In September, Universal Music Group announced that it would be selling retroactive product placement ads in music videos along with its partners Mirriad and Havas. Now, we can see even more examples of what they are bringing to the music video ad world and hear different perspectives on this issue.
In an interview with Rolling Stone, Havas’ global managing director Dominique Delport, for instance, says these retroactive product placement efforts serve to combat a growing number of consumers who skip ads in various formats. But that’s not all, according to the partners. Mirriad’s CEO, Ted Mico, also says that retroactive product placement, which includes inserting billboards for products where billboards never existed, are a new way to fight pre-roll ads. “Instead of running pre-roll, now you’d buy spots inside the video,” Mico explains, adding that the ads also serve another purpose:
We’re in the business of helping creatives make money out of the things they’ve already made.
Avicii’s manager, Ash Pournouri, concurs, adding that the money earned from these ads could fund bigger creative endeavors “so that creativity doesn’t have to take a dive for financial restraints.” However, David T. Viecelli, who is an agent for Arcade Fire and St. Vincent, doesn’t see it with a positive lens:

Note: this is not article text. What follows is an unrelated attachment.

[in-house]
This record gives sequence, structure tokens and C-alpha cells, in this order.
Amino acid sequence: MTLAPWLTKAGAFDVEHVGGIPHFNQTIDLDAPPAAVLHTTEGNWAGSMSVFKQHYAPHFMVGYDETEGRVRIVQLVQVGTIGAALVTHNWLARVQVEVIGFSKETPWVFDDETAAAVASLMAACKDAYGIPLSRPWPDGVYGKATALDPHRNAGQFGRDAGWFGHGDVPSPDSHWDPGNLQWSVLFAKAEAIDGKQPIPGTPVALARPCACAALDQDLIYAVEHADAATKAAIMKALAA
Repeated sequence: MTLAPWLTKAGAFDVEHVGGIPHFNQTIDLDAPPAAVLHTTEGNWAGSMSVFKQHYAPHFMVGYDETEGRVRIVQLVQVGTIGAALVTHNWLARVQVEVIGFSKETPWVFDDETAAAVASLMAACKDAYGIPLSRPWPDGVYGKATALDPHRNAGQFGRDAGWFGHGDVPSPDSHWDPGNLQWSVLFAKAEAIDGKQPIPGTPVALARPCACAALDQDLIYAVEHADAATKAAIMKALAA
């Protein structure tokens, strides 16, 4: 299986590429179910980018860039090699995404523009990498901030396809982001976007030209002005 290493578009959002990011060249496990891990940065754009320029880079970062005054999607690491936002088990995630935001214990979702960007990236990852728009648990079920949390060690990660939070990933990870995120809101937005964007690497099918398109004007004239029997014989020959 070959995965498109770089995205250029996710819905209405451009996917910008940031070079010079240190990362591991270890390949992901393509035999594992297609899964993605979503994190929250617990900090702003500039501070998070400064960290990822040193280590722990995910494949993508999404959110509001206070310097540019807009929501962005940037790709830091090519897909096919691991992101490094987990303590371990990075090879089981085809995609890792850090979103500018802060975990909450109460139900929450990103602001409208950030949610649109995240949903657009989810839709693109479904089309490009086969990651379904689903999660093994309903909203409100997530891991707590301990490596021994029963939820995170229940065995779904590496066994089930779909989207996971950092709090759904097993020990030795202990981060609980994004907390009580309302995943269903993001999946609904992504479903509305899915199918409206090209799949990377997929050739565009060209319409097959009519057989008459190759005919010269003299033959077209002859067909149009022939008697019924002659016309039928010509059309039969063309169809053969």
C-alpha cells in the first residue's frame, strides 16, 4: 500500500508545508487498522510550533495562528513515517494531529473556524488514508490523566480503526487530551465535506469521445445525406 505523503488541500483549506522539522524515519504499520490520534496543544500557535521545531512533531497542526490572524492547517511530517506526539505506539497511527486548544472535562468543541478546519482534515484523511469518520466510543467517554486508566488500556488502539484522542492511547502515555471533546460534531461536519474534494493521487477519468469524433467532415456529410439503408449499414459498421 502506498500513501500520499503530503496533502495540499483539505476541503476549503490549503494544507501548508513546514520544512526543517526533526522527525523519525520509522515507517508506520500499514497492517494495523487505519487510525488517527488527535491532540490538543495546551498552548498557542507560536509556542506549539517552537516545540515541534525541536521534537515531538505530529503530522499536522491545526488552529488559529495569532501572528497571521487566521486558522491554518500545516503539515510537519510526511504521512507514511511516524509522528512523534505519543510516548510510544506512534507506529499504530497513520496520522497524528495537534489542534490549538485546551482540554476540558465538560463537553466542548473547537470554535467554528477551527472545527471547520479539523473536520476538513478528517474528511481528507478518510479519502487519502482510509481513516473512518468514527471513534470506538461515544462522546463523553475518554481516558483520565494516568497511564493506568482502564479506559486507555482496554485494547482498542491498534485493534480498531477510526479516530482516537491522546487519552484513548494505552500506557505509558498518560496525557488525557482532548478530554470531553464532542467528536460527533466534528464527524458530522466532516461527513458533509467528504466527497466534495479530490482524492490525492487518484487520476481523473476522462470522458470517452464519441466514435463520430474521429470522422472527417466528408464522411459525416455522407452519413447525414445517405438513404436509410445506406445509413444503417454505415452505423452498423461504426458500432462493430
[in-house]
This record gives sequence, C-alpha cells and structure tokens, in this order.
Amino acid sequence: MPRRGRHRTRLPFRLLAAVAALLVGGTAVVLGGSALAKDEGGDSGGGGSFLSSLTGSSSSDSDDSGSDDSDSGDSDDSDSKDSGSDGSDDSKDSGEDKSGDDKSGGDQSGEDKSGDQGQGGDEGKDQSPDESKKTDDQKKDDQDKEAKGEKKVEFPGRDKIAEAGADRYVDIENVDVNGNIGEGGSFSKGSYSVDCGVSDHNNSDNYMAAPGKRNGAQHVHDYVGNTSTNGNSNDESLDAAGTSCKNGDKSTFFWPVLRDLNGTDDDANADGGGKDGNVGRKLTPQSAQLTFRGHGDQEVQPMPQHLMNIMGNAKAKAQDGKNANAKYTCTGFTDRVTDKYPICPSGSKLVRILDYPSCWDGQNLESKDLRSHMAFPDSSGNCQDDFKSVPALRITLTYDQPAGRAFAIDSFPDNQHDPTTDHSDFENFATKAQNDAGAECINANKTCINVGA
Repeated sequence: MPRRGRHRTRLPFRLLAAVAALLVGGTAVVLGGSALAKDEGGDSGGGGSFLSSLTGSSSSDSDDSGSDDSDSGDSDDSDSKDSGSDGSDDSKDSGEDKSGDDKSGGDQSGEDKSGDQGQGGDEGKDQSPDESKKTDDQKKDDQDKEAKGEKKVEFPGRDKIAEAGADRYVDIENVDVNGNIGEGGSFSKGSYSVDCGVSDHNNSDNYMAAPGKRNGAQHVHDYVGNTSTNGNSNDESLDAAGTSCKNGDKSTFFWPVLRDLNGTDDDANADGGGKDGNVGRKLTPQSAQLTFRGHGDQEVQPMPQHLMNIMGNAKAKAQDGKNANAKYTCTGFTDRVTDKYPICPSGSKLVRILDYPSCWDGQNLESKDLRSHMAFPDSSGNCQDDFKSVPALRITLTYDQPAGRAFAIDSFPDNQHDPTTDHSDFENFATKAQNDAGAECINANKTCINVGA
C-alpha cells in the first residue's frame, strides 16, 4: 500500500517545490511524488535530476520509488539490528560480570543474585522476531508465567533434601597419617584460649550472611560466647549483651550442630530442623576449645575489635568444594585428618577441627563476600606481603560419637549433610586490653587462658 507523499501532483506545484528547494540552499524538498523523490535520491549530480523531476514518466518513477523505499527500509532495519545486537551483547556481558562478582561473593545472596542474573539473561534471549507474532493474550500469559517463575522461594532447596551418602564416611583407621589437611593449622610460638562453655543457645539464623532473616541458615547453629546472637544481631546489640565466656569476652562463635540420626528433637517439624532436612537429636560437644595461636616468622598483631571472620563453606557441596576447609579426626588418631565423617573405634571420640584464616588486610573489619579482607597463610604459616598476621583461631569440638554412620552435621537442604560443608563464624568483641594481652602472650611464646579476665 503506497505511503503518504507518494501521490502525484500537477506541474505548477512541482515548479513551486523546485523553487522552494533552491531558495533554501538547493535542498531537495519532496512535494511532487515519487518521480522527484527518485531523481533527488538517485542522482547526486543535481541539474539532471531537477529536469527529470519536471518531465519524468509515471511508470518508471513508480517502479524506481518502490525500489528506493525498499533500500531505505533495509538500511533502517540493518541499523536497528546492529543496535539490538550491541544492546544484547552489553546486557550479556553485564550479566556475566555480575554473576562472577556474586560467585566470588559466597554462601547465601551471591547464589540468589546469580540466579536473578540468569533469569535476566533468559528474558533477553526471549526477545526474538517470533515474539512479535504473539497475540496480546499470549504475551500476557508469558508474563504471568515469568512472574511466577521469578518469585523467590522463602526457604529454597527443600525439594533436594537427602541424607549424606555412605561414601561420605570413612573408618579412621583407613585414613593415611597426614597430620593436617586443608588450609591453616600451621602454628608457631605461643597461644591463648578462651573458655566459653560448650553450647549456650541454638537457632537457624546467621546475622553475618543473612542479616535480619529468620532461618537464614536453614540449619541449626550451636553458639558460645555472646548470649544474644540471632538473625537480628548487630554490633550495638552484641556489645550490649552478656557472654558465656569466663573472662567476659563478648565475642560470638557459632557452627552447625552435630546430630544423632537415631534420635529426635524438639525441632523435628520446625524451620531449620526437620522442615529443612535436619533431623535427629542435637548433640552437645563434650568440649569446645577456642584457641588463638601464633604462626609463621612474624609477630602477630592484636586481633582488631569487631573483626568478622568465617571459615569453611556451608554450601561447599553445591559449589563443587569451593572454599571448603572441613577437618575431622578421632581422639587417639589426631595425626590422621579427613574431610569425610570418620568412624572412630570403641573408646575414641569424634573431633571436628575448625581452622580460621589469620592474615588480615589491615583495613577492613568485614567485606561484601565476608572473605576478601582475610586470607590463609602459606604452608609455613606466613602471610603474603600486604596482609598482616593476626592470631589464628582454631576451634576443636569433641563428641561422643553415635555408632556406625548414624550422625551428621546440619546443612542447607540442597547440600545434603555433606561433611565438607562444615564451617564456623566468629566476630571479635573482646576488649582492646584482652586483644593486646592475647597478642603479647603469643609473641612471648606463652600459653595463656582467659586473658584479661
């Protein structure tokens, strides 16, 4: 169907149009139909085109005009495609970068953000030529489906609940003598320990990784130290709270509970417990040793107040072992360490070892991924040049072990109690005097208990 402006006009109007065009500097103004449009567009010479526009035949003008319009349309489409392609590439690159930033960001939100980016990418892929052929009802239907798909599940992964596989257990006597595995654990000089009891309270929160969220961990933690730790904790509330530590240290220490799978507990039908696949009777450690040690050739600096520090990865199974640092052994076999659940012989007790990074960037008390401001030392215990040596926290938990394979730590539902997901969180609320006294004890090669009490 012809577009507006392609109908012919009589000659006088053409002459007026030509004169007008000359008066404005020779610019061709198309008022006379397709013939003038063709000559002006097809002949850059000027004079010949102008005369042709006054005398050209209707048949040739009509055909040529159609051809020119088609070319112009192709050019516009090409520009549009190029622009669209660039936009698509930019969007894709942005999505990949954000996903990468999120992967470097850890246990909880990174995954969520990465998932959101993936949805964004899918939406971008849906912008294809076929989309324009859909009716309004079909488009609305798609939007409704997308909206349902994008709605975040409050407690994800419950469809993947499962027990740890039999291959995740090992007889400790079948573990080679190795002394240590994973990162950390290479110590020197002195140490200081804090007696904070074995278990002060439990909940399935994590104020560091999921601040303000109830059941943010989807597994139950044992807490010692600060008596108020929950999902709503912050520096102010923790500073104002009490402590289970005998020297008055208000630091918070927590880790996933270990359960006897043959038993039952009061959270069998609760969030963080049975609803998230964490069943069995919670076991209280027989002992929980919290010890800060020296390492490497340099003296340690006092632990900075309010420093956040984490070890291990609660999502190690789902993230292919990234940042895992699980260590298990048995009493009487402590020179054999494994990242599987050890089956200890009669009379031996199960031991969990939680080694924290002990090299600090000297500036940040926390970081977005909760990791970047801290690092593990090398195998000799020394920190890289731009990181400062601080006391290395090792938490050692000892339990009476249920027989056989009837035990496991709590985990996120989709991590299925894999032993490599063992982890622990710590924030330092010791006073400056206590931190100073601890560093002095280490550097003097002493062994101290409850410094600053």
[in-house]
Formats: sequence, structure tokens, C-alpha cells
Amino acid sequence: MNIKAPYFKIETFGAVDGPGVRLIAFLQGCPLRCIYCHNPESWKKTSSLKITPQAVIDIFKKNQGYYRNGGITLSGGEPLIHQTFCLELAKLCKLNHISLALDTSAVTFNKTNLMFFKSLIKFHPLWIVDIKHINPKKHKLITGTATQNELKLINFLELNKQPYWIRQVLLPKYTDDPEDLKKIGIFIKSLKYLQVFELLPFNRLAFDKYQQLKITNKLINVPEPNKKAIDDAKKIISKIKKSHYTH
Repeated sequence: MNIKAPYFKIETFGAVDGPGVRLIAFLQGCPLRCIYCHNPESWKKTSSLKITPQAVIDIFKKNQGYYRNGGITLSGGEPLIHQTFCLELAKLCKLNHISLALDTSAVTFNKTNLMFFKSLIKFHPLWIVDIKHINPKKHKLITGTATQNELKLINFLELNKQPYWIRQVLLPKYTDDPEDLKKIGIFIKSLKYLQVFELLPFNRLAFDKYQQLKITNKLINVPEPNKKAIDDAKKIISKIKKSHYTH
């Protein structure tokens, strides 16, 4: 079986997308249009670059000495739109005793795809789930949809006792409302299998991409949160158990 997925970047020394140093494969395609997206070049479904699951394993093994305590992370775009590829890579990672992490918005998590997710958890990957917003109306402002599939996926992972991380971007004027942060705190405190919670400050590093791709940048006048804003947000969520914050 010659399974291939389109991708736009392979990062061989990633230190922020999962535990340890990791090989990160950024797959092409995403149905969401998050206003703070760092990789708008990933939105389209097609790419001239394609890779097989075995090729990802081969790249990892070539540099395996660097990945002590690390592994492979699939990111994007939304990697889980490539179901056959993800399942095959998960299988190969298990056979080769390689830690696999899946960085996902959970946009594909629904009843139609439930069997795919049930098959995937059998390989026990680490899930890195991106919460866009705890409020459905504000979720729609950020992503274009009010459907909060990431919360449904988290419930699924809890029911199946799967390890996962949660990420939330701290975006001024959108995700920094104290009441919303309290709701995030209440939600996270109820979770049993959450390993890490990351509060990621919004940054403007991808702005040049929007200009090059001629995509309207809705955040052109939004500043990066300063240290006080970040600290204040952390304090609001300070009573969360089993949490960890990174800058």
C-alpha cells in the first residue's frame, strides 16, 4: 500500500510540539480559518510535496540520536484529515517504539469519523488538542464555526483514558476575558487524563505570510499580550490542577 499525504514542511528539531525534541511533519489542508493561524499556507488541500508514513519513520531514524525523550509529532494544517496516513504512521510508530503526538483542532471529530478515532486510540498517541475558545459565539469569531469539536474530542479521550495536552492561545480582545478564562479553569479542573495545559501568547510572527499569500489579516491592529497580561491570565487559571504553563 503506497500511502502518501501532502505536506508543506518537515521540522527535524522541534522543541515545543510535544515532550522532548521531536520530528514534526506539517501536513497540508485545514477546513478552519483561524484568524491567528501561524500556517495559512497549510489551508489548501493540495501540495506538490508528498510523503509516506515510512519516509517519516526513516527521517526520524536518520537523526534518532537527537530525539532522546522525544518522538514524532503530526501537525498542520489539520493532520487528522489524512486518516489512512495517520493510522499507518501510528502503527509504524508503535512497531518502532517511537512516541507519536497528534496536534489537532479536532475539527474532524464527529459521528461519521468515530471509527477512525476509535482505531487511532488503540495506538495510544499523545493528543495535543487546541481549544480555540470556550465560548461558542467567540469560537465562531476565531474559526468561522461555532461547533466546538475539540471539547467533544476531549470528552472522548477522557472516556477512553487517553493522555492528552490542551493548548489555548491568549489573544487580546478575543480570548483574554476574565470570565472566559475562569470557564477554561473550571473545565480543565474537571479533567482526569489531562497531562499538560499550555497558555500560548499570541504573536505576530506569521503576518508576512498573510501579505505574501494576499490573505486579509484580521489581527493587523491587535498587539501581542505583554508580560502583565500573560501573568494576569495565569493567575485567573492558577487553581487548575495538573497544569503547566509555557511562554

It’s becoming much more challenging to develop sustainable revenue for an artist, but selling out is selling out.
Viecelli goes on to say he believes this is a slippery slope to start down. “Avicii’s manager says that, but how far is it between that and saying, ‘It’s unfortunate that Avicii has to blow guys in the bus station for chump change, but it’s the only way that we can get the light show we want on the next tour.’ That’s a very dangerous, slippery slope,” he adds.
The product placement spots can be embedded, replaced and deleted with ease, the report explains. Aloe Blacc’s “The Man” music video, for example, featured a Levi’s ad for 30 days, as part of an agreement, before it was removed. Avicii’s “Lay Me Down” video featured a Grand Marnier ad for some time as part of what his spokesperson called a “test.” One day after the artist was reached for comment for the Rolling Stone article, the ad disappeared, according to the report.
Everyone interviewed for the story agrees on one thing: artists should have a say over what products are advertised in their music videos. But, even as they agree on that aspect of this issue, the debate about retroactive product placement ads will likely continue. Check out the video below, which was first published in September, to see just how product placement ads can change a music video and read more about Universal’s deal here.